Due to the pandemic, Florida’s closed beaches hide the eggs of endangered sea turtles in unprecedented numbers. Researchers are reporting a baby boom from all monitored areas.
Turtles Need Quiet Beaches
About 90% of sea turtles nest on Florida’s beaches, especially green turtle and leatherback turtle. Most of them are classified as endangered or critically endangered. More than 53,000 nests were recorded on 27 beaches last year.
The beaches, which are usually populated during the nesting season, are empty this year. Like every season, thousands of females swam to the beaches to lay eggs. Turtles must not be disturbed. Any disturbance on the way from the water to the nest can hinder the laying of eggs. The measures required by the coronavirus pandemic contributed to a smooth nesting in Florida.
The Numbers of Nesting Turtles Have Increased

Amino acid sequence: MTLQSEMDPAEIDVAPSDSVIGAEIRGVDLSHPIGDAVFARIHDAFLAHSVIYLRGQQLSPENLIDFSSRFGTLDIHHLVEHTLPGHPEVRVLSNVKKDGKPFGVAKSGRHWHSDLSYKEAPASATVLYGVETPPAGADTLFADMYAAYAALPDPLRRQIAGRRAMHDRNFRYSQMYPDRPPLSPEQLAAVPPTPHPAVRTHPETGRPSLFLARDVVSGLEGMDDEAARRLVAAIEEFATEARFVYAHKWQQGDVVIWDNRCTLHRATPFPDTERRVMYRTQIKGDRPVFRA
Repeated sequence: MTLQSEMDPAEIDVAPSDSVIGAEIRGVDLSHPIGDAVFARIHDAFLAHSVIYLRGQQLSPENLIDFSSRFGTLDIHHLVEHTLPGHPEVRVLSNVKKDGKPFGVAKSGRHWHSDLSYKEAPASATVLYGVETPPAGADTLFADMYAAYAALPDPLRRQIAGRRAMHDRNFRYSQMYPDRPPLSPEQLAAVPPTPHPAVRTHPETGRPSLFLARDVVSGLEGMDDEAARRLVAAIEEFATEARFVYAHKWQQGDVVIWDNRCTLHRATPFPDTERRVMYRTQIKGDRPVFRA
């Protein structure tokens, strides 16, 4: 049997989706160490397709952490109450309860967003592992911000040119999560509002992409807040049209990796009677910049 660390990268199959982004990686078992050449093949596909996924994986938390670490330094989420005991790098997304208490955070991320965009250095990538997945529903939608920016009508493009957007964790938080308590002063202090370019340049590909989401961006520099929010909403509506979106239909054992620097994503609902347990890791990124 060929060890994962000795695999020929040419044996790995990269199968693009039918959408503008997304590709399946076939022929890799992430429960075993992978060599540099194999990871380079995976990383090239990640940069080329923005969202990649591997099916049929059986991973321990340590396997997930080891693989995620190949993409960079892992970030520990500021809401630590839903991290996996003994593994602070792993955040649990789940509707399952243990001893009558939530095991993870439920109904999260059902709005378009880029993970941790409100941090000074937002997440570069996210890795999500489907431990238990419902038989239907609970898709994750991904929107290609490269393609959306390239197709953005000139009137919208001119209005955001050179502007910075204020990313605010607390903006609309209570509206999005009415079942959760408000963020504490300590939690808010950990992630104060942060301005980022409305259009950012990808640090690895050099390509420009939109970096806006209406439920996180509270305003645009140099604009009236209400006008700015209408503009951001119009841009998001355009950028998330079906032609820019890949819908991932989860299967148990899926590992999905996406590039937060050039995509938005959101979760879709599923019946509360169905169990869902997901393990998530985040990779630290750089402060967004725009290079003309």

Marine life scientists report an increasing nesting in many areas of Florida. On the other side, some countries face poaching.
“We actually did find a significant difference during the beach closures and then after in terms of a success rate of nesting,” says Justin Perrault, director of research for the Loggerhead Marinelife Center. “During the closures, loggerheads successfully nested 61 percent of the time. When the beaches reopened, that number dropped to 46 percent.”
The closed beaches during the pandemic also provided enough time for incubation. The sea turtle egg incubation takes about two months.
Scientists from the Mote Marine Laboratory and Aquarium’s Sea Turtle Conservation and Research Program recorded 3,716 nests among 35 miles of beach.
While turtles thrive on Florida’s beaches, other countries are facing poaching due to a pandemic. In Costa Rica, turtles were protected by tourists coming to watch them. Poachers did not have many opportunities to hunt. The number of nests has doubled in the Dominican Republic in recent years. There is a worry that there will not be enough funds for paid beach patrollers.